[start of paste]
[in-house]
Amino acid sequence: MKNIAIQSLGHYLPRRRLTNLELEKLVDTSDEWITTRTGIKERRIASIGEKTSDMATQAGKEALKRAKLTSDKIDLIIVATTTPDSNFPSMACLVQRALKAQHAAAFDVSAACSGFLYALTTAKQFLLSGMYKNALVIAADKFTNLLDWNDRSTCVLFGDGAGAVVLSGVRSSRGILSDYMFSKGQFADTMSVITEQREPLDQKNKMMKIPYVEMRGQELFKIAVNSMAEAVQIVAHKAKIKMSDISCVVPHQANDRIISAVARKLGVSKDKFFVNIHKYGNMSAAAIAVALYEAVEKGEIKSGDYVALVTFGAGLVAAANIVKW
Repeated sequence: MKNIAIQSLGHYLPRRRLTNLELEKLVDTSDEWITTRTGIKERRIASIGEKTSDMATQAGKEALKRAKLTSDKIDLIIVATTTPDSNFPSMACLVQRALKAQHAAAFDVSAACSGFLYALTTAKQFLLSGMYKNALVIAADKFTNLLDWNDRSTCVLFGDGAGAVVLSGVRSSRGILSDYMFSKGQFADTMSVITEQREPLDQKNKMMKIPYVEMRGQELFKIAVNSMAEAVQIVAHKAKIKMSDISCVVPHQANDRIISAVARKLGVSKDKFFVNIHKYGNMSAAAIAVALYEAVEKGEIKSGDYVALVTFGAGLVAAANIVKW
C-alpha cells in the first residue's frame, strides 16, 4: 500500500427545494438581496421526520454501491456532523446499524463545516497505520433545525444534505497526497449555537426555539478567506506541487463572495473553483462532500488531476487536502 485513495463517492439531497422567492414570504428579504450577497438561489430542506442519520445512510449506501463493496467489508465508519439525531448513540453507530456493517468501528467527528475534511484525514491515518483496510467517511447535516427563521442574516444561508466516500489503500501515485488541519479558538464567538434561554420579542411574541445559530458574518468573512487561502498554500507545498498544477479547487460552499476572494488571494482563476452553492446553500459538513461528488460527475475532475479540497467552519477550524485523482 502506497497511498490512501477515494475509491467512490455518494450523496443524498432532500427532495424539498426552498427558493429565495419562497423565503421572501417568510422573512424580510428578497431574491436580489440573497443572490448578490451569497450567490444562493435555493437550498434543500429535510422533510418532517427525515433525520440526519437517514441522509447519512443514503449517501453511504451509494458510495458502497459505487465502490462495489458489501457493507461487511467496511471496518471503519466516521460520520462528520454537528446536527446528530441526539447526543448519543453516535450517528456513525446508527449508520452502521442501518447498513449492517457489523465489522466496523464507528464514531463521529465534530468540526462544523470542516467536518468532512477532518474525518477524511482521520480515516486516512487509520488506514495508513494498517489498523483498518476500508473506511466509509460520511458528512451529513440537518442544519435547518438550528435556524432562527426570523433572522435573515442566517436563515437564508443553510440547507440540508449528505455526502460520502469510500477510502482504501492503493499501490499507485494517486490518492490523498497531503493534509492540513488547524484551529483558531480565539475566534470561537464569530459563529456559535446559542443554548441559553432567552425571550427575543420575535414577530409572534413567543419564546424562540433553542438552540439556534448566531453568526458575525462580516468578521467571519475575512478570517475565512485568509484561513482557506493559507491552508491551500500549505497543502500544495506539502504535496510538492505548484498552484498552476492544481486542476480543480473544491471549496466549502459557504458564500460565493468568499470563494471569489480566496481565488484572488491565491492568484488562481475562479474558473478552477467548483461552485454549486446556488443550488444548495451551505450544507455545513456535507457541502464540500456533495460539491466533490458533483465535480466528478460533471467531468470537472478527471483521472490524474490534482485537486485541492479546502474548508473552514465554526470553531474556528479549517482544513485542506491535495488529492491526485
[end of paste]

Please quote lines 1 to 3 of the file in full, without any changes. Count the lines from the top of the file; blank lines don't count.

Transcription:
[in-house]
Amino acid sequence: MKNIAIQSLGHYLPRRRLTNLELEKLVDTSDEWITTRTGIKERRIASIGEKTSDMATQAGKEALKRAKLTSDKIDLIIVATTTPDSNFPSMACLVQRALKAQHAAAFDVSAACSGFLYALTTAKQFLLSGMYKNALVIAADKFTNLLDWNDRSTCVLFGDGAGAVVLSGVRSSRGILSDYMFSKGQFADTMSVITEQREPLDQKNKMMKIPYVEMRGQELFKIAVNSMAEAVQIVAHKAKIKMSDISCVVPHQANDRIISAVARKLGVSKDKFFVNIHKYGNMSAAAIAVALYEAVEKGEIKSGDYVALVTFGAGLVAAANIVKW
Repeated sequence: MKNIAIQSLGHYLPRRRLTNLELEKLVDTSDEWITTRTGIKERRIASIGEKTSDMATQAGKEALKRAKLTSDKIDLIIVATTTPDSNFPSMACLVQRALKAQHAAAFDVSAACSGFLYALTTAKQFLLSGMYKNALVIAADKFTNLLDWNDRSTCVLFGDGAGAVVLSGVRSSRGILSDYMFSKGQFADTMSVITEQREPLDQKNKMMKIPYVEMRGQELFKIAVNSMAEAVQIVAHKAKIKMSDISCVVPHQANDRIISAVARKLGVSKDKFFVNIHKYGNMSAAAIAVALYEAVEKGEIKSGDYVALVTFGAGLVAAANIVKW